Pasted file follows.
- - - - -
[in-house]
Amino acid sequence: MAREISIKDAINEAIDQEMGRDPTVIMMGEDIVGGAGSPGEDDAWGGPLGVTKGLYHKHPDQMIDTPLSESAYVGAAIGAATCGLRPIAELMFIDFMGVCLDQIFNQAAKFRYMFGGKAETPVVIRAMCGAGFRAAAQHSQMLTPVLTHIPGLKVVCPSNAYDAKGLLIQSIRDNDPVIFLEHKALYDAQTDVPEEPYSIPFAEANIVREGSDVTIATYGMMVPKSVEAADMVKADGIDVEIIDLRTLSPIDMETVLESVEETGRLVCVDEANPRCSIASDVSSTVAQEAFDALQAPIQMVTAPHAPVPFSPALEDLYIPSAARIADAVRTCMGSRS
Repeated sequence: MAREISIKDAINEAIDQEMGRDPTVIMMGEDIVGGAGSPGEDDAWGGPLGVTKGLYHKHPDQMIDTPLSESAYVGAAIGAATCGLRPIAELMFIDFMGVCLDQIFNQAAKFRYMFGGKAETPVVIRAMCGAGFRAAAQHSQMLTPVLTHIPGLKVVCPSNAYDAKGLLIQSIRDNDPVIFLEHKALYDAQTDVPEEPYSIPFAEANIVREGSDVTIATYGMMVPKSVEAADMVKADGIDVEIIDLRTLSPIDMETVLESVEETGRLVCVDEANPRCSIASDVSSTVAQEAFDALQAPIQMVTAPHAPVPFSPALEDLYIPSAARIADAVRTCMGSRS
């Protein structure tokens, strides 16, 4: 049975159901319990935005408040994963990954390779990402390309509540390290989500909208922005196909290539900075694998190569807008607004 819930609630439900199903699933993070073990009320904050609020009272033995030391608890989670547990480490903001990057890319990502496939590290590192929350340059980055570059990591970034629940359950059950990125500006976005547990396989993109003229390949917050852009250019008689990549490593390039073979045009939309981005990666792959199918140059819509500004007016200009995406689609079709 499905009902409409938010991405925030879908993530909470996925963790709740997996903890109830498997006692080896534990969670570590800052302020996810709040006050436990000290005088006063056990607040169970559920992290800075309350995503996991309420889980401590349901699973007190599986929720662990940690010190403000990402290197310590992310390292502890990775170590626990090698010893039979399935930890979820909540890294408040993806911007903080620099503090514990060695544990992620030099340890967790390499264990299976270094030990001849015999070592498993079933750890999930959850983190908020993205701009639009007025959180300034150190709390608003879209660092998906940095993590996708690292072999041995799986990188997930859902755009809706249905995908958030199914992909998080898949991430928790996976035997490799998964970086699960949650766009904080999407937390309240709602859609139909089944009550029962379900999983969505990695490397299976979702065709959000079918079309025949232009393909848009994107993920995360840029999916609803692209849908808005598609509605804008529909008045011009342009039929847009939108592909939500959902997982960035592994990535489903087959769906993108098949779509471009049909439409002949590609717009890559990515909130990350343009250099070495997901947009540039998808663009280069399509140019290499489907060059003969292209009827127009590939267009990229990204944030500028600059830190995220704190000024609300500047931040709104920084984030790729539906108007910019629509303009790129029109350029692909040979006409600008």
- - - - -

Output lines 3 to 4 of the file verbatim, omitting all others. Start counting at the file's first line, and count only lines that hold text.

Repeated sequence: MAREISIKDAINEAIDQEMGRDPTVIMMGEDIVGGAGSPGEDDAWGGPLGVTKGLYHKHPDQMIDTPLSESAYVGAAIGAATCGLRPIAELMFIDFMGVCLDQIFNQAAKFRYMFGGKAETPVVIRAMCGAGFRAAAQHSQMLTPVLTHIPGLKVVCPSNAYDAKGLLIQSIRDNDPVIFLEHKALYDAQTDVPEEPYSIPFAEANIVREGSDVTIATYGMMVPKSVEAADMVKADGIDVEIIDLRTLSPIDMETVLESVEETGRLVCVDEANPRCSIASDVSSTVAQEAFDALQAPIQMVTAPHAPVPFSPALEDLYIPSAARIADAVRTCMGSRS
């Protein structure tokens, strides 16, 4: 049975159901319990935005408040994963990954390779990402390309509540390290989500909208922005196909290539900075694998190569807008607004 819930609630439900199903699933993070073990009320904050609020009272033995030391608890989670547990480490903001990057890319990502496939590290590192929350340059980055570059990591970034629940359950059950990125500006976005547990396989993109003229390949917050852009250019008689990549490593390039073979045009939309981005990666792959199918140059819509500004007016200009995406689609079709 499905009902409409938010991405925030879908993530909470996925963790709740997996903890109830498997006692080896534990969670570590800052302020996810709040006050436990000290005088006063056990607040169970559920992290800075309350995503996991309420889980401590349901699973007190599986929720662990940690010190403000990402290197310590992310390292502890990775170590626990090698010893039979399935930890979820909540890294408040993806911007903080620099503090514990060695544990992620030099340890967790390499264990299976270094030990001849015999070592498993079933750890999930959850983190908020993205701009639009007025959180300034150190709390608003879209660092998906940095993590996708690292072999041995799986990188997930859902755009809706249905995908958030199914992909998080898949991430928790996976035997490799998964970086699960949650766009904080999407937390309240709602859609139909089944009550029962379900999983969505990695490397299976979702065709959000079918079309025949232009393909848009994107993920995360840029999916609803692209849908808005598609509605804008529909008045011009342009039929847009939108592909939500959902997982960035592994990535489903087959769906993108098949779509471009049909439409002949590609717009890559990515909130990350343009250099070495997901947009540039998808663009280069399509140019290499489907060059003969292209009827127009590939267009990229990204944030500028600059830190995220704190000024609300500047931040709104920084984030790729539906108007910019629509303009790129029109350029692909040979006409600008």